clock menu more-arrow no yes

Filed under:

Did ‘The Bachelor’ Franchise Break Itself?

As the show’s leads have wrest more autonomy over the last few years, its core premise has been dismantled

ABC/Getty Images/Ringer illustration
Spoiler warning

As long as Chris Harrison has been the host of The Bachelor, he’s teased every upcoming season as “historic.” For the majority of the franchise’s 18-year run, this has been a lie. By virtue of the show’s sheer longevity, die-hard viewers know all too well how the story goes from season to season: The lead is tortured over having to choose between a group of “amazing” men or women; villains emerge and have a final showdown on a so-called “two on one”; the show travels to at least two (2) mildly interesting Midwestern states and one (1) foreign continent; occasionally there’s a minor medical event that requires an elaborate entrance by a suspiciously camera-ready team of emergency medics; and in the season finale, viewers are rewarded with a glorious mystery proposal. There is never a shortage of sequins or tears.

Fixtures like these exist both to keep ratings high no matter the personality of a season’s lead, but also because the Bachelor franchise has become a lucrative, self-perpetuating island of content. Not only must producers deliver at least nine episodes’ worth of footage per season, but those episodes often contain cross-promotional dates sponsored by clothing brands and tourist attractions. And on top of all that, the air time that each new batch of suitors gets is crucial to developing fan favorites who can then be cast in future seasons of the franchise.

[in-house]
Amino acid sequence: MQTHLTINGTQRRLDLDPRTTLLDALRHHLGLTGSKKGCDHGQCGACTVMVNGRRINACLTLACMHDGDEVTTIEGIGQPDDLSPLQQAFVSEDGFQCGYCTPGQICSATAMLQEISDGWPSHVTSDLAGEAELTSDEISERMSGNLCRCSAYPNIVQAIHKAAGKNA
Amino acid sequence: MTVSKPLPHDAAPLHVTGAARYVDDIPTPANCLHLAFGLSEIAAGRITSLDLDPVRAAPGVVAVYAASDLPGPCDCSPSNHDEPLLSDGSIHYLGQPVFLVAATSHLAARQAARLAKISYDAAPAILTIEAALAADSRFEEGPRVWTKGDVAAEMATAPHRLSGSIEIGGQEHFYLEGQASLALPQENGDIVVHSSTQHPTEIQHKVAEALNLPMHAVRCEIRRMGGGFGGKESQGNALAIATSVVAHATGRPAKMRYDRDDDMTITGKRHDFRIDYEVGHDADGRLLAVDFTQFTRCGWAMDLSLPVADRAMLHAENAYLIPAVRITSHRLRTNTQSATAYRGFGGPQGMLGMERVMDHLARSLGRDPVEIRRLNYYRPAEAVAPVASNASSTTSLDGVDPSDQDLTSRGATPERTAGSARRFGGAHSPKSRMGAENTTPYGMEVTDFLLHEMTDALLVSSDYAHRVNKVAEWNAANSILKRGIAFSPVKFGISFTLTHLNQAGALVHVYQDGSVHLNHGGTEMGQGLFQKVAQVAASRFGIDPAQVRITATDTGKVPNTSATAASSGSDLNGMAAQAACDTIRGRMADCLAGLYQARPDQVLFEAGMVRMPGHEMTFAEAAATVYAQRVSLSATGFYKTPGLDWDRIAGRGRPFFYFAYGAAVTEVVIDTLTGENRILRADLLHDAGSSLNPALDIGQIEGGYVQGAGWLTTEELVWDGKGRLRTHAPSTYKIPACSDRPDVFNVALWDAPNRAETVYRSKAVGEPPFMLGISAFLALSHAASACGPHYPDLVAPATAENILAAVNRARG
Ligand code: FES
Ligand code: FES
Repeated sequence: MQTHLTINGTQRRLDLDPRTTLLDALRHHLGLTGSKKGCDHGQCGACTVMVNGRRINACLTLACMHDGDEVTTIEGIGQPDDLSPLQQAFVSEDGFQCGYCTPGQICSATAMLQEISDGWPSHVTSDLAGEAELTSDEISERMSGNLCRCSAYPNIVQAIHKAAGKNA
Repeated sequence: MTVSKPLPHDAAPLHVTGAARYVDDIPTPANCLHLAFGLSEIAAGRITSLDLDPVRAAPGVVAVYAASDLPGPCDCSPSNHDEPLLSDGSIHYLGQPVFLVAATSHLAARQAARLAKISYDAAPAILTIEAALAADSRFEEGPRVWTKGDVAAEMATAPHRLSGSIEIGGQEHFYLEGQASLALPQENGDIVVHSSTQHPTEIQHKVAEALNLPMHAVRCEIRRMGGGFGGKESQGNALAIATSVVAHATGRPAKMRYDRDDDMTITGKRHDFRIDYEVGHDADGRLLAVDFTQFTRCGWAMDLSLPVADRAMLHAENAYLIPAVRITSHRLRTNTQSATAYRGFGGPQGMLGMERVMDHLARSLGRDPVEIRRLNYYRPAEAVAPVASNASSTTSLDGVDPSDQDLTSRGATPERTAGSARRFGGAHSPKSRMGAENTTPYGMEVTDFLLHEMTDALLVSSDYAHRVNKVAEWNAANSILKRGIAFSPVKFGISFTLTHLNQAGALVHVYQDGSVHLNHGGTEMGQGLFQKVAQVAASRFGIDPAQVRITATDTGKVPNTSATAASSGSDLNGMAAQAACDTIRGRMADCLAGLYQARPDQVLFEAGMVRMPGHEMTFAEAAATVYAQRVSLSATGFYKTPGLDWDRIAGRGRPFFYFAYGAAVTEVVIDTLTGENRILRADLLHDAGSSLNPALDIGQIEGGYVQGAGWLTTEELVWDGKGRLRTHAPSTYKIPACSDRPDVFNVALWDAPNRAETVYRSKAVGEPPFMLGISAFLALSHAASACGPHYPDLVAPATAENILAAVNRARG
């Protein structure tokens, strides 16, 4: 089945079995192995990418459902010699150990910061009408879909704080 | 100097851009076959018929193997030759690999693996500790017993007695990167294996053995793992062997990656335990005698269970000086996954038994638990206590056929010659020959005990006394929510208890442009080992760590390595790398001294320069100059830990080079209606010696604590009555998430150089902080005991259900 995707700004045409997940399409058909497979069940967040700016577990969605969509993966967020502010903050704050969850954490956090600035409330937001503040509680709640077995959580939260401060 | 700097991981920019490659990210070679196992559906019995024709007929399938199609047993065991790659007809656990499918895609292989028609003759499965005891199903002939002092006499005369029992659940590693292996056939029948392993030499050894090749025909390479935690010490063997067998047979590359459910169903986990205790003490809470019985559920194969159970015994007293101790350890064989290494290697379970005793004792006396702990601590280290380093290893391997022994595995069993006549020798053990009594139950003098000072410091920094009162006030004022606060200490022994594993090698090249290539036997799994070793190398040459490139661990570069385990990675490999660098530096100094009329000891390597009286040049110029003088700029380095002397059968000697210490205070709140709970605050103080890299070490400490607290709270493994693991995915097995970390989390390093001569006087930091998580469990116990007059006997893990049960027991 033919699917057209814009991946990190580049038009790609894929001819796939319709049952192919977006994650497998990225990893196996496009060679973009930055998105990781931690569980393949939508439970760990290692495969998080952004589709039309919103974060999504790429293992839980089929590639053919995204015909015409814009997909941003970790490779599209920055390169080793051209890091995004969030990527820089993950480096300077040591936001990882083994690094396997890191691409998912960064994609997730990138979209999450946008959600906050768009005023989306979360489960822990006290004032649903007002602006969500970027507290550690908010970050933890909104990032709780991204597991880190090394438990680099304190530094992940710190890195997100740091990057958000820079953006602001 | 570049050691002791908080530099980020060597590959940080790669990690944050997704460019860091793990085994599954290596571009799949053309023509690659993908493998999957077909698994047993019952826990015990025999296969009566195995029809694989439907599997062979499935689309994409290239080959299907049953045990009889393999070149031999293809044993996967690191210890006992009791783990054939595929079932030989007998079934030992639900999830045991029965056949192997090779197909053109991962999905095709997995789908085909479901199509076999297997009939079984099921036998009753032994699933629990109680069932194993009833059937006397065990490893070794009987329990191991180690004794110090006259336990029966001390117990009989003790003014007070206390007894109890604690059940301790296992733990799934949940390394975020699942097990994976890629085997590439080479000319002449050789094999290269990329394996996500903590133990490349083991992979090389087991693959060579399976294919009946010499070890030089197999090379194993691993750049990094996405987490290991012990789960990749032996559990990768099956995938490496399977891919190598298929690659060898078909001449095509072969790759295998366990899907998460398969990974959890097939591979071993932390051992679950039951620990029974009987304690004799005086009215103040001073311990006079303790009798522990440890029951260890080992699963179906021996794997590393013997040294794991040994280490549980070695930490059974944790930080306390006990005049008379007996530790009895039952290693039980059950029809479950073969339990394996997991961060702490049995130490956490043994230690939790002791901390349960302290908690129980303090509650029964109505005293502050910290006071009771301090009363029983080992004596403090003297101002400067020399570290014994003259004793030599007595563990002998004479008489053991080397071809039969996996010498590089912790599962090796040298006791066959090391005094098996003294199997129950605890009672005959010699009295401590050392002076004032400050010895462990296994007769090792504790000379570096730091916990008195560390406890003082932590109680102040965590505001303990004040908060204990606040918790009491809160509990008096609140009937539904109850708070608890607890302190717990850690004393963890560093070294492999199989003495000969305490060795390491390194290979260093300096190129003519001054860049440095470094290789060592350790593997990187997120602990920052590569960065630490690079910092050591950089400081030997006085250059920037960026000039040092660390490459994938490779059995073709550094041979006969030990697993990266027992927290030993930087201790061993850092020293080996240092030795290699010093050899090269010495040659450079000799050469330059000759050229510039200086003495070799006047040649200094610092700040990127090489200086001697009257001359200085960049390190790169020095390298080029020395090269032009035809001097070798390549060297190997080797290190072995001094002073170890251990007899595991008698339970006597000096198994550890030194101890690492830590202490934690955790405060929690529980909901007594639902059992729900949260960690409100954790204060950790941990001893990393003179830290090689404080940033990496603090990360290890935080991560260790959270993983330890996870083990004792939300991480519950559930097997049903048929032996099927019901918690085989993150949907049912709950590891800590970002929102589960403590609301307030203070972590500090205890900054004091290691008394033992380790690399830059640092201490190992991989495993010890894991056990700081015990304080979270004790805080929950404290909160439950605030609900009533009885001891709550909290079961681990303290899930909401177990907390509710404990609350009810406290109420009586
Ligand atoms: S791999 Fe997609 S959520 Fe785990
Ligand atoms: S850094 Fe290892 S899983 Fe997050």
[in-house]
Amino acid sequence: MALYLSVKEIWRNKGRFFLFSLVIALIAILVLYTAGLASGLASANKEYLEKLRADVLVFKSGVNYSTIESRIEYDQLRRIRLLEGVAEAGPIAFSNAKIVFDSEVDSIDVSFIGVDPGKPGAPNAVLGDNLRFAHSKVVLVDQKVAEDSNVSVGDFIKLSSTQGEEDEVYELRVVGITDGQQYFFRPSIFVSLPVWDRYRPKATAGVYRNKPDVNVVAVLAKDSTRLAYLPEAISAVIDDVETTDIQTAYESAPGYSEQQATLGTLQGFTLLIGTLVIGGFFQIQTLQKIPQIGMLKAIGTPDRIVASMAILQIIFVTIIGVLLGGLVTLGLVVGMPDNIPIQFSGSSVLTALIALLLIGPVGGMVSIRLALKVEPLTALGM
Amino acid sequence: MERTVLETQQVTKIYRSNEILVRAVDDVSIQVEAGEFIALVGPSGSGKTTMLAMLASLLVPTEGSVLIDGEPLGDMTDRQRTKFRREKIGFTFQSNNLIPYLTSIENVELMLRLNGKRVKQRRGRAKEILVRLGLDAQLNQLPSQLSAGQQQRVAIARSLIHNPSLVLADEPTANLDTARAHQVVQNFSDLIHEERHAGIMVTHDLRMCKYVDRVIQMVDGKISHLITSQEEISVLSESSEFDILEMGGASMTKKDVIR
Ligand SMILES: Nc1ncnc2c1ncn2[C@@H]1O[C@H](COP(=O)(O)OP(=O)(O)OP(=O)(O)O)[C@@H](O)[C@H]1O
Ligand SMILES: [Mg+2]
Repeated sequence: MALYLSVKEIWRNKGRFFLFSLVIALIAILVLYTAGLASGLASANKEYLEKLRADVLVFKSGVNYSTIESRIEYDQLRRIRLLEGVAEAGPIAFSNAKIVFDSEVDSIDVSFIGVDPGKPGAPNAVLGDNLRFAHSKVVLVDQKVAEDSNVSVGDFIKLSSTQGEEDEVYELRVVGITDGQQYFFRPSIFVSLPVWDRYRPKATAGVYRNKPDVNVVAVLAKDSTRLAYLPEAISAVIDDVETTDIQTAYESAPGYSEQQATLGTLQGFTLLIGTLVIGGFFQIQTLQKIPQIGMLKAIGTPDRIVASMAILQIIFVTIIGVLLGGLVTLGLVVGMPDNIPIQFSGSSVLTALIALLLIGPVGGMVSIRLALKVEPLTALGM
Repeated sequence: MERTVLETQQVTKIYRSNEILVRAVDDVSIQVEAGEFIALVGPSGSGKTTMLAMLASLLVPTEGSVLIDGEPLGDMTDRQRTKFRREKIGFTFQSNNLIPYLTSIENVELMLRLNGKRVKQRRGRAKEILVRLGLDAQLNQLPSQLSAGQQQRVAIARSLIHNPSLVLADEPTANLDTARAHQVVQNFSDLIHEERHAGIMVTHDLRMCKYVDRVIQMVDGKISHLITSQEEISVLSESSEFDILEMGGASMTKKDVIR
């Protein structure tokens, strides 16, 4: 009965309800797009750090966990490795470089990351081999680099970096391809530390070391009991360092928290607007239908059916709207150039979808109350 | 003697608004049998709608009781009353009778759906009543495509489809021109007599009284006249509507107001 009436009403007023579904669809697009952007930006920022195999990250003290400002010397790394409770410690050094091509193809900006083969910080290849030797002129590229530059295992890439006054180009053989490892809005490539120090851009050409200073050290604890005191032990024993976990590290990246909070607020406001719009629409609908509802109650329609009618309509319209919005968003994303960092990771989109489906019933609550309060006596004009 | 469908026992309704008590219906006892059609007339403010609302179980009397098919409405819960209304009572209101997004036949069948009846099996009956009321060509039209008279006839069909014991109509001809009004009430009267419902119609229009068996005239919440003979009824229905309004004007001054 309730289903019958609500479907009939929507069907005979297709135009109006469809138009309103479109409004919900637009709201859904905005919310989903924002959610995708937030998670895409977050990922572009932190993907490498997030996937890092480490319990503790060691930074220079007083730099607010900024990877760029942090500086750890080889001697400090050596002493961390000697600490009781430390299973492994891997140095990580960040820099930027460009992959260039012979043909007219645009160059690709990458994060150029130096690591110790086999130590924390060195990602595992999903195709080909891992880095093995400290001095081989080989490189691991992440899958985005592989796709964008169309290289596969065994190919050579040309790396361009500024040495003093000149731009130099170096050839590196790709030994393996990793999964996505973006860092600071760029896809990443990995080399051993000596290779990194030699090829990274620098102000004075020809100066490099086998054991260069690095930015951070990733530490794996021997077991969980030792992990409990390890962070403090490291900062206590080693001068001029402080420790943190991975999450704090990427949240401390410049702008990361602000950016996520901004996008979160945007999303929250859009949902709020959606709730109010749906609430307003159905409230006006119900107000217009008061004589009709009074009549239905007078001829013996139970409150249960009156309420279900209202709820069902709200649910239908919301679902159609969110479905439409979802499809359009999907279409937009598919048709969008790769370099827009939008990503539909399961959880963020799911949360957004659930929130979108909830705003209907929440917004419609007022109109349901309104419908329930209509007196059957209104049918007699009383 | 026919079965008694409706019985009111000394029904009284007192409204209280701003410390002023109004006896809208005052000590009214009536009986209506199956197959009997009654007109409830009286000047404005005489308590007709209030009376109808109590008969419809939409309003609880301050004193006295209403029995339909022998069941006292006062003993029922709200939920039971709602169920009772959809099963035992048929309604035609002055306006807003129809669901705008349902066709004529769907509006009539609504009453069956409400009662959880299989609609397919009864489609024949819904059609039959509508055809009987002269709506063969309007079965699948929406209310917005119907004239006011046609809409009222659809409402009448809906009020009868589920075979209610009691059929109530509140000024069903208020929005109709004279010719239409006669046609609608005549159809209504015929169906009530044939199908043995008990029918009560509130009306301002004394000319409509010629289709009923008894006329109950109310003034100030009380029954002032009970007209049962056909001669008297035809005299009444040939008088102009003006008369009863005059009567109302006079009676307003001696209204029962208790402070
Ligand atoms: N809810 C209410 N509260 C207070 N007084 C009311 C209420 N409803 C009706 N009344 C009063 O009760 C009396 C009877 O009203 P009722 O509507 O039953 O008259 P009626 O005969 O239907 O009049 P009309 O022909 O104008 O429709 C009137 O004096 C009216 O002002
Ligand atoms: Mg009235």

But in recent seasons, an interesting thing started happening: Harrison has kept his promises of “historic” drama. The latest string of Bachelor(ette)s have recognized their celebrity power, leveraging it against the show’s air-tight production schedule and (reportedly comprehensive) season contracts to transform its structure. As a result, the franchise’s meticulous storytelling and sponcon opportunities have been upended by the whims of each season’s protagonist. And while there’s no denying that this shift has resulted in captivating television, it may also be what threatens the show’s very existence.

Thursday night’s episode of The Bachelorette is the latest example of the show’s dissolving narrative structure. In the fourth episode of season, Clare torched the show’s nine-week selection process for a preemptive fantasy suite date with 32-year-old South Dakotan Dale Moss. After deciding he’s her “match,” the Bachelor machine went into self-preservation mode with startling efficiency. Neil Lane FedEx-ed a ring to La Quinta, Clare and Dale got engaged, and Tayshia Adams emerged, fully sequined, from a limo to take her place. It was as disorienting as it was captivating.

The groundwork for an event like that has been laid for some time now. The me-centric era of the show began in 2019 with Colton Underwood, a former NFL (practice squad) tight end and virgin out of Denver, Colorado. In an interview with This American Life, Underwood revealed that after producers withheld access to the contestants he liked the most, he began to lie about who was at the top of his list. Then, when his true favorite contestant, Cassie Randolph, said she planned to leave because she wouldn’t be ready for marriage by the end of the series, he lost it. “Fuck all of this. I’m done. I’m done with this,” he said before scaling a 7-foot fence and disappearing into the Portuguese wilderness. Harrison and the rest of the production team swept the backroads for Colton until they finally spotted him on the side of the road and, with the calm expertise of crisis negotiators, convinced him to get inside their production van. No matter how gentle the crew was with Colton, he looked like a hostage. Contrary to Harrison’s repeated assertions that the show was there to help the man “find love,” it seemed the rules in place to protect the show—namely, the Bachelor’s inability to shorten the process on his own terms—were keeping him from doing just that. His tantrum forced the hand of the production staff. In a “historic” move, Colton sent home the two other finalists before they had a chance to have their fantasy suite dates. (Which would have been indisputably excellent TV considering Colton was the show’s first virgin lead.) The rest of the series followed him as he chased Cassie, a “journey” that did not end in the usual Lane-sponsored engagement.